Mr Cooke’s application for anonymity was refused. C’s application for permission to use documents pursuant to CPR r.31.14 and for its costs to be paid by Mr Cooke were granted.
1. Mr Cooke’s application for anonymity was refused for three primary reasons:
a. The Court rejected the submission that the proper forum for addressing his rights was a claim for misuse of private information in the Media and Communications List. Mr Cooke could advance all the evidence he wanted to in the judicial review proceedings and there was no material difference between the basis on which the Administrative Court had to assess the anonymity application and those on which would be used to assess the issue in a private law privacy claim. 
b. Mr Cooke’s Article 8 ECHR rights were not grounds for granting anonymity. The evidence relied on was insufficient and out of date. It was not causatively linked to the proposed reporting of the proceedings. In all the circumstances it was inadequate to override the strong presumption of open justice which applied equally to disciplinary proceedings of the statutorily regulated professions. Any report of the present proceedings would lose much of its force if neutered by anonymity – applying Yassin v General Medical Council  EWHC 2955 (Admin) and SRA v Spector  4 WLR 16. Moreover, Mr Cooke did not have a reasonable expectation of privacy in respect of the serious acts of misconduct committed in the context of his professional activities.  – 
c. An anonymity order would serve no practical purpose. There was no restriction on reporting Mr Cooke’s anonymity in respect of the disciplinary proceedings and therefore no purpose in making such an order in the judicial review proceedings. [45(j)].
2. C’s application for permission to use disclosed documents for the purpose of its journalism was granted. It was appropriate to grant such use to allow the judicial review proceedings and police disciplinary proceedings to be reporting in their full and proper context. It was “in the interests of justice that decisions of the tribunal in this case be capable of being reported, together with the respective position of the parties in relation to them.” The absence of the involvement of the IOPC, the stance taken by Hampshire Police and the subsequent anonymization of the Tribunal’s Report and the IOPC’s Press Release absent an anonymity direction all justified media scrutiny and reporting on the case. Mr Cooke’s opposition to the application was grounded on the same basis as his anonymity application which for the same reasons was inadequate to prevent reporting.  –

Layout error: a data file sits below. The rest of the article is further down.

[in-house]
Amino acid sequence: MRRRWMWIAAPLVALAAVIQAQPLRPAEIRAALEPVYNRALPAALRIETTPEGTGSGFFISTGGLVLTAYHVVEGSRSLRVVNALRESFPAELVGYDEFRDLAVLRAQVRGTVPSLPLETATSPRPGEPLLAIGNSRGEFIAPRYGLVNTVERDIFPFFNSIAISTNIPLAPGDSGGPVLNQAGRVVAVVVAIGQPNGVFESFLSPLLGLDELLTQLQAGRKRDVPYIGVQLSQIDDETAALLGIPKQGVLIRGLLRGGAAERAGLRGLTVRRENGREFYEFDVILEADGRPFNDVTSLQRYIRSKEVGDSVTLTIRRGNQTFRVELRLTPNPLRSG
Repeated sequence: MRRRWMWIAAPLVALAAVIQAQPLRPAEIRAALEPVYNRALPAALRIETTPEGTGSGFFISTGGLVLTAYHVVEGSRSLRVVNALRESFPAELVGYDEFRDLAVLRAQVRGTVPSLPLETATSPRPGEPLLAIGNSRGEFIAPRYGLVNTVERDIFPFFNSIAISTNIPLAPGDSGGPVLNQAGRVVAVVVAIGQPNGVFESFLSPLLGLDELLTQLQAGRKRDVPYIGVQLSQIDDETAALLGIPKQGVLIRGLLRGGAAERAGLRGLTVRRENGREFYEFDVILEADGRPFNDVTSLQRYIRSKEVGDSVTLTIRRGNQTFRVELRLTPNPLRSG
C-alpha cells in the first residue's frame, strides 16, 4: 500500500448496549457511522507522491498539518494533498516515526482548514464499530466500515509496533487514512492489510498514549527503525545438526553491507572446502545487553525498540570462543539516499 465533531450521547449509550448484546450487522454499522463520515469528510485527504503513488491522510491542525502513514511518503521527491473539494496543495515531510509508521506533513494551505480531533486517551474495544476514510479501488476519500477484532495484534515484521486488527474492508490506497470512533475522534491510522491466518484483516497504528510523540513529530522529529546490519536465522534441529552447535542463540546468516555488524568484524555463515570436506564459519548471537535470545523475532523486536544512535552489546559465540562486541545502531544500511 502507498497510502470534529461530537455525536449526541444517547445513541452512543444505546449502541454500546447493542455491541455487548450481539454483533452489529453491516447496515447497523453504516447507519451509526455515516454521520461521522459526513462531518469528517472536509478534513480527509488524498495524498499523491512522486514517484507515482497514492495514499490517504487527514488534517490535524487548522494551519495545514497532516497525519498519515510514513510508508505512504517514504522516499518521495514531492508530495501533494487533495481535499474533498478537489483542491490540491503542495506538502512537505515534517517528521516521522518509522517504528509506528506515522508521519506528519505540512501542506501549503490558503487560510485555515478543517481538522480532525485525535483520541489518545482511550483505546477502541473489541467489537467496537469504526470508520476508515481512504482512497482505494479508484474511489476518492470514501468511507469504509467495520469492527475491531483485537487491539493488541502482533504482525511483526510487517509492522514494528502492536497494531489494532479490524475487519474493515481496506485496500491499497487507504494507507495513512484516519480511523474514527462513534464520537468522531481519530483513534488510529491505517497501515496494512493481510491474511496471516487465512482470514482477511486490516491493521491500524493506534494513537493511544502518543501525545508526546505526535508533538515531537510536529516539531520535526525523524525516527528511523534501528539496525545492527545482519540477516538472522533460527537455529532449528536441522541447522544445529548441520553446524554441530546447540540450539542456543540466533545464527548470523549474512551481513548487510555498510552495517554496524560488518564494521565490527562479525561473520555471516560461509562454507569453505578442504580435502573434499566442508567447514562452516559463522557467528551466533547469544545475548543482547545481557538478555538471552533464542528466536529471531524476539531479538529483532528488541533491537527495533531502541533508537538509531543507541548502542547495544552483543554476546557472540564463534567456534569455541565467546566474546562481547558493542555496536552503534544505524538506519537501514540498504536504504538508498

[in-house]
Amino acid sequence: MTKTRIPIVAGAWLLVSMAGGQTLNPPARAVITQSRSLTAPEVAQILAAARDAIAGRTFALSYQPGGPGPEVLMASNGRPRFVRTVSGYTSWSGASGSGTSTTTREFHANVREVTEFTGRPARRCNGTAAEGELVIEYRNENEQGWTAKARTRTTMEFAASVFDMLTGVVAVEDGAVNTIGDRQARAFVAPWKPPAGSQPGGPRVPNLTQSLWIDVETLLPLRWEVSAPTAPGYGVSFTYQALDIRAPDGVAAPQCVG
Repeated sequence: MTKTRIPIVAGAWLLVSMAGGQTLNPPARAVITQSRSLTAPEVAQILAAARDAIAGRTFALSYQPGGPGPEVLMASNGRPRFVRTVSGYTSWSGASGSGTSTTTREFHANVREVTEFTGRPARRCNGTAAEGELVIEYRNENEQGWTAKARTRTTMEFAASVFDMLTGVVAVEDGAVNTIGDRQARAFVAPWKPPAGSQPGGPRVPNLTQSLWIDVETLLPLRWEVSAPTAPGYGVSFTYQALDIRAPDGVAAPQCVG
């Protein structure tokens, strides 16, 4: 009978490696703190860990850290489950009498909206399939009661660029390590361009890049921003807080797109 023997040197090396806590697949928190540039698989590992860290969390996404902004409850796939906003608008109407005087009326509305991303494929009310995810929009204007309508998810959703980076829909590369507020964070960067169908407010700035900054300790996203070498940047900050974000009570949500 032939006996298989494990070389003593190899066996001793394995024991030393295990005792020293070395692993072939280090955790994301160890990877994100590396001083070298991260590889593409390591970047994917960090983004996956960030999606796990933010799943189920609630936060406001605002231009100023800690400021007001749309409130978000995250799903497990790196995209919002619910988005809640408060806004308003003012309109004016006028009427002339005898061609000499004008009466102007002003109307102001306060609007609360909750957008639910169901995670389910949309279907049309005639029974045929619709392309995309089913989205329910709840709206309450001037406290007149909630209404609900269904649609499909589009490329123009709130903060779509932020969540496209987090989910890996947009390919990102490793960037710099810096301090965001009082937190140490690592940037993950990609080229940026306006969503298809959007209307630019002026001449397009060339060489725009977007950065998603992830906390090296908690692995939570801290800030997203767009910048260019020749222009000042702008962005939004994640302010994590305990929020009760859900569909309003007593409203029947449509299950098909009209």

3. C’s application for payment of its costs of the claim in full and on the indemnity basis was granted. In this regard the Court concluded that:
a. When it was apparent that no anonymity direction had been made through disclosure, the rest of the claim became otiose, and C had achieved its purpose. 
b. While a costs order against an interested party in judicial review proceedings was unusual, it was justified in this case. Mr Cooke had asserted that he had the benefit of an anonymity direction and had relied on this in his solicitors’ correspondence. He had refused to provide the documents requested by C. C had corresponded appropriately with D and Mr Cooke prior to proceedings. While Mr Cooke said he was under a misapprehension as to the nature of the directions made by D, there was insufficient evidence as to how this misapprehension had arisen and indeed Mr Cooke had at no stage applied for an anonymity order in the disciplinary proceedings. 
c. Mr Cooke’s behaviour was in the circumstances unreasonable which took the case outside of the norm. An order for indemnity costs was therefore appropriate. 
d. It was not appropriate to limit C’s recoverable costs to 25% on the basis that the anonymity direction was one of only four decisions challenged. That approach ignored the issues at the heart of the case. It was artificial to allocate costs by reference simply to the number of decisions challenged .
e. While it was regrettable that D had not disclosed the relevant documents earlier, it was not appropriate for D as a neutral tribunal to descend into the ring, particularly where Mr Cooke was aware of the orders which had been applied for and which had been made. D had complied with his disclosure obligations and in the round had not behaved inappropriately or unreasonably and had not taken an active part in the proceedings. Accordingly, it was not appropriate to make a costs order against D.